Ink.: GQ's Best New Restaurant in America; Picca Is #6
Michael Voltaggio's Ink., which our own critic described as "the most eagerly anticipated brick-and-mortar opening in years," has been named the best new restaurant in America by GQ.
My Last Bite Dungeness crab, broccoli mayo, broccoli "kimchi" at Ink.
The magazine's editors, along with restaurant critic Alan Richman, today debuted their annual list of the 10 Best New Restaurants in America. The pleasantly un-New York-centric list spans the country, from Portland, Ore., to Nashville, Tenn. (Mostly, we're impressed -- and jealous -- that any print publication has the $$ to fly writers around the country to eat.)
Ink. isn't the only Los Angeles restaurant to make the cut. Picca came in sixth. Full list of winners after the jump.
GQ's 10 Best New Restaurants in America
Anne Fishbein A dish at Picca
1. Ink. (Los Angeles)
2. Brushstroke (New York City)
3. Next (Chicago)
4. Mission Chinese Food (San Francisco)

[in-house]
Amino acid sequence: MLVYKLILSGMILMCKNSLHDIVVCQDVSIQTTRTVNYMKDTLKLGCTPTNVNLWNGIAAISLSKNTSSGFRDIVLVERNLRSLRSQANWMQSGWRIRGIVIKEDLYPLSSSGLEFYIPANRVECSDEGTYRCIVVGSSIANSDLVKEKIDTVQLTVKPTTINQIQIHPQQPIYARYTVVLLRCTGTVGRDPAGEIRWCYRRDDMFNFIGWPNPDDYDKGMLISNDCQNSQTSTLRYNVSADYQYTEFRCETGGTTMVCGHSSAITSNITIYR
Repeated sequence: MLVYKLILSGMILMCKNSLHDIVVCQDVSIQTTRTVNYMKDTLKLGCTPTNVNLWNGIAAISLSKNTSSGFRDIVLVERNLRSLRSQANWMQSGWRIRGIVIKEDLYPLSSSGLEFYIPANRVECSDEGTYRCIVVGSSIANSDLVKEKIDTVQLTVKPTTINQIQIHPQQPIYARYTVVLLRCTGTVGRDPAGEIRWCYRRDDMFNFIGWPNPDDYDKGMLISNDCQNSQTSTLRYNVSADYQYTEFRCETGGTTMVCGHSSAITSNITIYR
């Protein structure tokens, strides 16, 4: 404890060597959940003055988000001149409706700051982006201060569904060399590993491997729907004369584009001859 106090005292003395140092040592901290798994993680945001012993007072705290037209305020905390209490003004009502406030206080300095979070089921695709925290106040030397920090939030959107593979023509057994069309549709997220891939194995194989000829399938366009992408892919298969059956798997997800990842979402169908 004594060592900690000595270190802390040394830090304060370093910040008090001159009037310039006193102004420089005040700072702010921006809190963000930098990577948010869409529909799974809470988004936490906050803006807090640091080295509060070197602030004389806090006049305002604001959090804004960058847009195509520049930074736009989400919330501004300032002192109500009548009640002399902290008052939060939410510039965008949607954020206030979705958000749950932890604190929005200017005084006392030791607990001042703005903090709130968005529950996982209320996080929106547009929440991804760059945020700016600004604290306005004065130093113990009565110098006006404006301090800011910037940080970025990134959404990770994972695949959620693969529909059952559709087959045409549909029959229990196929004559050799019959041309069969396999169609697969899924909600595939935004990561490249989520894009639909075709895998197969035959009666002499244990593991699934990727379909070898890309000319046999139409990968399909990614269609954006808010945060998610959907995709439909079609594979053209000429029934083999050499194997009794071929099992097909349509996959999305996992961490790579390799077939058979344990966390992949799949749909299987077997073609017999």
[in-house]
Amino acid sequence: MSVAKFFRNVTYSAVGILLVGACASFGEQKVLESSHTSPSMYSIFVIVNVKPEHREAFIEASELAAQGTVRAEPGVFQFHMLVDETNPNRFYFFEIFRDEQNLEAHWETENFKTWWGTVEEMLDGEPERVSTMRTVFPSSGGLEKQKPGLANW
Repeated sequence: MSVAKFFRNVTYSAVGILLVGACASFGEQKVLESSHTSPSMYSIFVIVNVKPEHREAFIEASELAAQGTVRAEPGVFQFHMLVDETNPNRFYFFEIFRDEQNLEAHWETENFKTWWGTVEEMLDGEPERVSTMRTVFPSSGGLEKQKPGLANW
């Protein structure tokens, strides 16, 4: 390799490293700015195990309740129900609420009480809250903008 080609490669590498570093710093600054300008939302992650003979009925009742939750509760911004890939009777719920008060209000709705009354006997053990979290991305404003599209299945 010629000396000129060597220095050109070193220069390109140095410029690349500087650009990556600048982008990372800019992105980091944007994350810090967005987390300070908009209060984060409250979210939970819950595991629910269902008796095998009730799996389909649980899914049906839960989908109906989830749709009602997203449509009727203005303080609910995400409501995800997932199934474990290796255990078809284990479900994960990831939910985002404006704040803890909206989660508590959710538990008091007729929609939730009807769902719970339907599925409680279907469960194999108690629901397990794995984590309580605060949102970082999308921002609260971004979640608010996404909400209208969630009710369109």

5. The Catbird Seat (Nashville)
6. Picca (Los Angeles)
7. The Woodsman Tavern (Portland, Ore.)
8. Mica (Philadelphia)
9. Ruxbin (Chicago)
10. Barley Swine (Austin, Texas)
Writing on Picca, Richman says:
"Foodies in America have for years awaited the triumphant arrival of Peruvian cuisine, long ago designated the next big dining trend. Until Picca came along, only ceviche -- raw fish marinated in citrus juice -- had made notable inroads.... The selection of dishes, almost all small, reveals the multitude of influences in the Peruvian larder: Spanish, African, French, Italian, Chinese and Japanese. A fantastic dish was tuna tartare with avocado and lemon-soy dressing, so fresh it practically floated off the plate."
Writing on Ink.:
"Chef Michael Voltaggio has all the gadgets -- "Yeah, I do," he admits -- but somehow the food at Ink. is astonishingly easy to like.... He calls his food Modern L.A. Cuisine. Voltaggio doesn't try to make too much of this classification or, for that matter, himself.... Every dish I ate was carefully conceived. Some seemed eloquent, like fluke wrapped in romaine, which I was certain represented a death struggle, innocent fish versus deadly undersea predator. (Voltaggio said the presentation simply made the fish easier to eat.)"
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